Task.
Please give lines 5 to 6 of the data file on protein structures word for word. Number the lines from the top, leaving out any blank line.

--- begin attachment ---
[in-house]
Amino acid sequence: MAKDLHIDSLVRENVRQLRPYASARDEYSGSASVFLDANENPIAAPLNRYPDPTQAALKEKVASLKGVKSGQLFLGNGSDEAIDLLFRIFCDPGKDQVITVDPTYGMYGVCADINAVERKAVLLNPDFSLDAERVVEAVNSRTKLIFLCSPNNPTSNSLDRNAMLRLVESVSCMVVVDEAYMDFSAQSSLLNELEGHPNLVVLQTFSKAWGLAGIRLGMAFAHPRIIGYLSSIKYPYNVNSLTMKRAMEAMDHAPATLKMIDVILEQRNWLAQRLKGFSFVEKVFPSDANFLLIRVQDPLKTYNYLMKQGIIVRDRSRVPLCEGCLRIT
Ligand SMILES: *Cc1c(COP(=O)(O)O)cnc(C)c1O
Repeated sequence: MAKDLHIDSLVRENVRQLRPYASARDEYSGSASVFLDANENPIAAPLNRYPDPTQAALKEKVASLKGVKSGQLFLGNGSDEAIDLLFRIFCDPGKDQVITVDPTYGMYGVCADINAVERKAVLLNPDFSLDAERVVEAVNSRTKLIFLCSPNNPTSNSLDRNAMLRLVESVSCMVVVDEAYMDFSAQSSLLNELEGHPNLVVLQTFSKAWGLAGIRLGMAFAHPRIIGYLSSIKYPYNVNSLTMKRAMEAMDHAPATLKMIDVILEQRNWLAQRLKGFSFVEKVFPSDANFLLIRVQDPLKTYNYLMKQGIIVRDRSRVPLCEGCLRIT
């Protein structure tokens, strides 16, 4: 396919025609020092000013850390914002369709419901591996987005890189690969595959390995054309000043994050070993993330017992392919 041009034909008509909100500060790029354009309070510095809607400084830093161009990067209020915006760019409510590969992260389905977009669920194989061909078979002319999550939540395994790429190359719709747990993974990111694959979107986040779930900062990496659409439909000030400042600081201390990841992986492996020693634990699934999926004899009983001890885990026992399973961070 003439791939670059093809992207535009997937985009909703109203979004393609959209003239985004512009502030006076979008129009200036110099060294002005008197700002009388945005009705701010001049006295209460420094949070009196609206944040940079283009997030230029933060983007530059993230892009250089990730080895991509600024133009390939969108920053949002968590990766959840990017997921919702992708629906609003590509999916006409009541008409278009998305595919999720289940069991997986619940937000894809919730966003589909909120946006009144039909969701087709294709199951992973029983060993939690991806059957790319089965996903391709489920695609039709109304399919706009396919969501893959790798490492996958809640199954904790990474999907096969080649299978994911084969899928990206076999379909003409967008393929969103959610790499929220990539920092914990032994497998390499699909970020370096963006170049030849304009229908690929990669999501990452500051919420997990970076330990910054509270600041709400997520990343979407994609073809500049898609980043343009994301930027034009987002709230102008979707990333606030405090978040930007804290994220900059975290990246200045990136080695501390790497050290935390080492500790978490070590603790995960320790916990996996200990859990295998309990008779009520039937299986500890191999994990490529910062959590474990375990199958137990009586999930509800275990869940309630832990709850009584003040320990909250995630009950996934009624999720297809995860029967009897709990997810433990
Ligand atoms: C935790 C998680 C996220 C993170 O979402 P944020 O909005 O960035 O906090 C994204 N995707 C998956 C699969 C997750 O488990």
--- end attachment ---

């Protein structure tokens, strides 16, 4: 396919025609020092000013850390914002369709419901591996987005890189690969595959390995054309000043994050070993993330017992392919 041009034909008509909100500060790029354009309070510095809607400084830093161009990067209020915006760019409510590969992260389905977009669920194989061909078979002319999550939540395994790429190359719709747990993974990111694959979107986040779930900062990496659409439909000030400042600081201390990841992986492996020693634990699934999926004899009983001890885990026992399973961070 003439791939670059093809992207535009997937985009909703109203979004393609959209003239985004512009502030006076979008129009200036110099060294002005008197700002009388945005009705701010001049006295209460420094949070009196609206944040940079283009997030230029933060983007530059993230892009250089990730080895991509600024133009390939969108920053949002968590990766959840990017997921919702992708629906609003590509999916006409009541008409278009998305595919999720289940069991997986619940937000894809919730966003589909909120946006009144039909969701087709294709199951992973029983060993939690991806059957790319089965996903391709489920695609039709109304399919706009396919969501893959790798490492996958809640199954904790990474999907096969080649299978994911084969899928990206076999379909003409967008393929969103959610790499929220990539920092914990032994497998390499699909970020370096963006170049030849304009229908690929990669999501990452500051919420997990970076330990910054509270600041709400997520990343979407994609073809500049898609980043343009994301930027034009987002709230102008979707990333606030405090978040930007804290994220900059975290990246200045990136080695501390790497050290935390080492500790978490070590603790995960320790916990996996200990859990295998309990008779009520039937299986500890191999994990490529910062959590474990375990199958137990009586999930509800275990869940309630832990709850009584003040320990909250995630009950996934009624999720297809995860029967009897709990997810433990
Ligand atoms: C935790 C998680 C996220 C993170 O979402 P944020 O909005 O960035 O906090 C994204 N995707 C998956 C699969 C997750 O488990």